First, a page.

Park works on getting the word out, clearing up sign, reservation glitches"Welcome to Fort Clatsop - do you have a reservation?"
Clipboard in hand, Chuck Julien greeted visitors Wednesday as they arrived at the Netul Landing shuttle stop, checking to see if they purchased reserved tickets to Fort Clatsop National Memorial and directing them to the waiting area for the bus that would take them into the park itself.
INFOBOXBuy tickets online at (http://reservations.nps.gov) or by calling (800) 967-2283. The $5 tickets cover park admission for the day, and the use of the shuttle for three days. Reserved tickets allow entry to the park at a set time, although visitors can stay in the park as long as they like.It's a new experience for Fort Clatsop visitors, as well as for park staff and volunteers like Julien, who this week are working out the kinks of the park's brand-new entry system that controls admission into the park from now until Labor Day, Sept. 6.
As workmen put the finishing touches on some railings nearby, Julien checked off the names of those with reservations, and wrote down names of other visitors who arrived without advanced tickets. He was quick to reassure people that, today at least, there was plenty of room available on the shuttle for those who hadn't purchased a ticket in advance.
That was good, since many people showing up Wednesday seemed unaware of the new admission system, which is designed to limit the number of people entering the park at any one time.
Fort Clatsop Superintendent Chip Jenkins said the park intentionally inaugurated the system on a Monday before the prime tourist season in order to have the opportunity to iron out the glitches. As the summer progresses, however, park staff are counting on the new program to control overcrowding inside the park and ease congestion on the surrounding roads.
The park plans to operate the system during the summer of 2005 and 2006.
"We know there are a lot of systems we need to get experience with," he said.
Some of the glitches that arose included a lack of signs around Astoria and other towns identifying parking areas where people can leave their cars and catch buses to Netul Landing. More signs are expected to be installed in the next week or two.
Despite that problem, people seem to be using the shuttles, Jenkins said, noting how he watched one bus carry two dozen people back to Astoria. While people can drive to Netul Landing and park there, Fort Clatsop staff hope that the shuttle system becomes the primary means people use to get to the park.
"Clearly people are getting the message to leave their car at the Transit Center or other parking area and ride the bus," he said.
Another problem has been the reservation system itself, particularly the Web site, which has proved to be cumbersome, Jenkins said. The online system is part of the park service's nationwide ticket network, so working with the Washington D.C.-based contractor to make improvements has been difficult, he said.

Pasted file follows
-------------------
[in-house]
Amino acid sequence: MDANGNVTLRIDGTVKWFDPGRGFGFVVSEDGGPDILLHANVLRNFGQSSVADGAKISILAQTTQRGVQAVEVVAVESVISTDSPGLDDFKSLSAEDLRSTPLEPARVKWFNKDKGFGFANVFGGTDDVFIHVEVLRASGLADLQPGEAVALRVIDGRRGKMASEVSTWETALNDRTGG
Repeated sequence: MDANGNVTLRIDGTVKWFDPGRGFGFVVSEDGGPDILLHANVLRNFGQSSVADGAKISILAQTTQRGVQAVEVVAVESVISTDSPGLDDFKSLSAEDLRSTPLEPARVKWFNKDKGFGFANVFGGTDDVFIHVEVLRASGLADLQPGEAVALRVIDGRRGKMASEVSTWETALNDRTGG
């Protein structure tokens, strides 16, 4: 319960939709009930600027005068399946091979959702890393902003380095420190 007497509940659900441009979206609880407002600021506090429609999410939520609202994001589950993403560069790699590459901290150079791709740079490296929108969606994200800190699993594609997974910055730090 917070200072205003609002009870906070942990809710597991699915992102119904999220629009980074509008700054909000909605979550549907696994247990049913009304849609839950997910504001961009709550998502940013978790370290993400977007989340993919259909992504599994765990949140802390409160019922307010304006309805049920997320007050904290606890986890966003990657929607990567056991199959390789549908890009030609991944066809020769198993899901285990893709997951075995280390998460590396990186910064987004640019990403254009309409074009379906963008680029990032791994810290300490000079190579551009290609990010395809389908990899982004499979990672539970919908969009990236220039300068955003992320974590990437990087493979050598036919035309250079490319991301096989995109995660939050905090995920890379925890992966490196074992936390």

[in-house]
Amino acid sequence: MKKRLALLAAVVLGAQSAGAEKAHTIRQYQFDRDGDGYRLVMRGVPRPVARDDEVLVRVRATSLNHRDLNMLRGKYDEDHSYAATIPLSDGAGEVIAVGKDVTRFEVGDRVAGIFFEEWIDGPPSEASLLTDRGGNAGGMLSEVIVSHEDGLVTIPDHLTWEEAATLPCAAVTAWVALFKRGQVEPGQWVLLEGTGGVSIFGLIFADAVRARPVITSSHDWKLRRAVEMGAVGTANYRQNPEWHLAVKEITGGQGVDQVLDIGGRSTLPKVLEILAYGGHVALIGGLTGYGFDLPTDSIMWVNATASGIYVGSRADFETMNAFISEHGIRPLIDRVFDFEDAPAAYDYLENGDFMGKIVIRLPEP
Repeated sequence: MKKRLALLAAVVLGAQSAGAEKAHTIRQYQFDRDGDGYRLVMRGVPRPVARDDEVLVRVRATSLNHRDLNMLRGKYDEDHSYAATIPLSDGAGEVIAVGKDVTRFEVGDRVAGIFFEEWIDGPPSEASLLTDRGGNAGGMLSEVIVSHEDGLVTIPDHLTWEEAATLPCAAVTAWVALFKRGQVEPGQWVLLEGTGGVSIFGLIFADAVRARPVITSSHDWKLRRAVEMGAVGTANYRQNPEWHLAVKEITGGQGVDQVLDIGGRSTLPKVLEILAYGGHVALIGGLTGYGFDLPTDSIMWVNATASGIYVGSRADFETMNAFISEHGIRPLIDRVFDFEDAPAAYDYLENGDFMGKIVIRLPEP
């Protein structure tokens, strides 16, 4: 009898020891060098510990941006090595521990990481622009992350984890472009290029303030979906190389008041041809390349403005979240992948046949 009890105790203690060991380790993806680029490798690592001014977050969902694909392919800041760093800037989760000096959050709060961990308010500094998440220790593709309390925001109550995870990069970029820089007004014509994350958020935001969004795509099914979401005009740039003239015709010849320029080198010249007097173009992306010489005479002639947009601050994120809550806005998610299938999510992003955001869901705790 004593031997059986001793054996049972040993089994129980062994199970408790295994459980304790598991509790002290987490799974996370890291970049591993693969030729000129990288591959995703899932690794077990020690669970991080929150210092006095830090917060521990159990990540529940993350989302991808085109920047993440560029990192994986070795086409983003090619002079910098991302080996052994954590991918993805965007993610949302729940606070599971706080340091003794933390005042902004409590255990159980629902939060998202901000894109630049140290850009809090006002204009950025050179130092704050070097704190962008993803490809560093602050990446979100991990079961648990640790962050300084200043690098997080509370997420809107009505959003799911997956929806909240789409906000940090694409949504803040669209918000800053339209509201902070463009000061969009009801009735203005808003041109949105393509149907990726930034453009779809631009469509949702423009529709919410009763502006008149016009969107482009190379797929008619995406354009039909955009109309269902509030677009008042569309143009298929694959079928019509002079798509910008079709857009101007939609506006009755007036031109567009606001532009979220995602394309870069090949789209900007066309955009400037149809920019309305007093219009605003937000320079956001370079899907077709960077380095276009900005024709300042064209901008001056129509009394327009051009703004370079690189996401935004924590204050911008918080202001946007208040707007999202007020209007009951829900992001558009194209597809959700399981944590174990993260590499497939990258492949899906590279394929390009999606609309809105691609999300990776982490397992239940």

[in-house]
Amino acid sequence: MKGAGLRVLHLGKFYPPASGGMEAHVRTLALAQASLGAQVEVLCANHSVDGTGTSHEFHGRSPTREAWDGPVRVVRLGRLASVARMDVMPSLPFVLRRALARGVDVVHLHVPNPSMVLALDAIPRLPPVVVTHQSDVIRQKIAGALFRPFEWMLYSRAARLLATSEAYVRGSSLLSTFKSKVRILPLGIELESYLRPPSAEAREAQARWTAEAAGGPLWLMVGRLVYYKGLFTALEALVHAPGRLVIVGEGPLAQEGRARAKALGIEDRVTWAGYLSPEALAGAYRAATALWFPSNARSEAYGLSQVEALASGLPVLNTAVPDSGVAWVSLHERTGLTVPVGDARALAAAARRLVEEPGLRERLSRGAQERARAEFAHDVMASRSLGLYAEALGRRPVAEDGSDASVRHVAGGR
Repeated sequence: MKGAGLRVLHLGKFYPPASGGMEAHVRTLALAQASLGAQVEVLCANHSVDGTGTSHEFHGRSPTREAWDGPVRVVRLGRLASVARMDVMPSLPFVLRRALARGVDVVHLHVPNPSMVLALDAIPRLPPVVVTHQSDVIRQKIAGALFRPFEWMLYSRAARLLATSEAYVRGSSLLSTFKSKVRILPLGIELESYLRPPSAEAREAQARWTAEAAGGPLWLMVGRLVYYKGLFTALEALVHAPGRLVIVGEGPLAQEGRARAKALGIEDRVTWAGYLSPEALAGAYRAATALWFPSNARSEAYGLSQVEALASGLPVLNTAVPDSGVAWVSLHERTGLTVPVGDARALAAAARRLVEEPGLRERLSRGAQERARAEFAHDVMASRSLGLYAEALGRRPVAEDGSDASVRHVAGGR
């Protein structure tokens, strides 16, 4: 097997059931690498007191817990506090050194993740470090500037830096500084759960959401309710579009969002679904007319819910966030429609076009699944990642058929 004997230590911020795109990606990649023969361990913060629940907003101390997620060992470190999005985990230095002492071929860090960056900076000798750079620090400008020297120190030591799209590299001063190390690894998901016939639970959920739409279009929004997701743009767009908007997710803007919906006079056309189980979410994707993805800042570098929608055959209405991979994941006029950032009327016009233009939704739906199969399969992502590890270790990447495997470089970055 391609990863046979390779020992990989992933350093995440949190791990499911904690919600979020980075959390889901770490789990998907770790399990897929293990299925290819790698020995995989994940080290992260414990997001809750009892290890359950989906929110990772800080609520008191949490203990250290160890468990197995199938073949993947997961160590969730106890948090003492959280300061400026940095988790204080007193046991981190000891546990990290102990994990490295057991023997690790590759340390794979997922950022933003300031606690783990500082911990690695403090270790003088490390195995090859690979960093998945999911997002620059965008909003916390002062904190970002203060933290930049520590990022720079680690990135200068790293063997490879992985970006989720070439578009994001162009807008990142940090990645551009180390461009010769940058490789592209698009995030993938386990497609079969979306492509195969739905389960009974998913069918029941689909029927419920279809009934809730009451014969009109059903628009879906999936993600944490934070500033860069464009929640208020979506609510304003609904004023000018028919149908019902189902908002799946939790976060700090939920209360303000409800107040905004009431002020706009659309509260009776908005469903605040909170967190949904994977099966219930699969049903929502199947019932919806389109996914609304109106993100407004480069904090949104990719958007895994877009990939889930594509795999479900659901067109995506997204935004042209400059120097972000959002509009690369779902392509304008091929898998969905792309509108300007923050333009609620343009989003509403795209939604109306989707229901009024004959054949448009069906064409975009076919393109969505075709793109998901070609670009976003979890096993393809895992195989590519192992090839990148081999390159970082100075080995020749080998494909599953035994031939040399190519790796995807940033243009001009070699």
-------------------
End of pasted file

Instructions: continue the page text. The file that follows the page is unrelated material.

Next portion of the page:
Tickets can be purchased online at (http://reservations.nps.gov) or by calling (800) 967-2283. They are also available at the Astoria Transit Center. Those who take the bus or drive to Netul Landing without reservations buy their tickets when they arrive at the park visitor center.
The $5 tickets cover park admission for that day, and the use of the shuttle for three days. The reserved tickets allow entry to the park at a set time, but visitors can stay in the park as long as they like.
Once at Netul Landing, visitors transfer to another bus that carries them into the park itself. Before boarding Wednesday, they heard an introduction to the park from Lindsey Warren, a seasonal staff member from the Student Conservation Association.
"People are being very patient," she said.
Very few visitors arrived at Netul Landing with reserved tickets, but the number of those with reservations, though small, was growing each day, which suggests that motel owners, merchants and others in the community are getting the word out to tourists about the new ticketing system, said Park Ranger Janice Elvidge, who was helping coordinate staff and volunteers at Netul Landing.
"If we were doing this when we were busy, that would not be good," she said. "People have been pretty good sports about it - one of the best compliments we got was from a man who said 'if this is your first day, you're doing pretty good.'"
Frequent Fort Clatsop visitors, accustomed to just driving into the park, tend to be caught off-guard by the new system more than first-timers. But with the bigger crowds expected thanks to the Lewis and Clark Bicentennial, visitors need to be aware that some planning may be required before they arrive head out to the park, Elvidge said.
One group that arrived at Netul Landing and learned about the new shuttle system turned around and left, saying they didn't think they had enough time to visit the fort and return to Portland later that day if they had to use the shuttle.
"People think, 'this is a small place, it's no big deal,'" she said. "But that's the problem - we're such a small place. (The crowds) are a much bigger problem for small sites like us."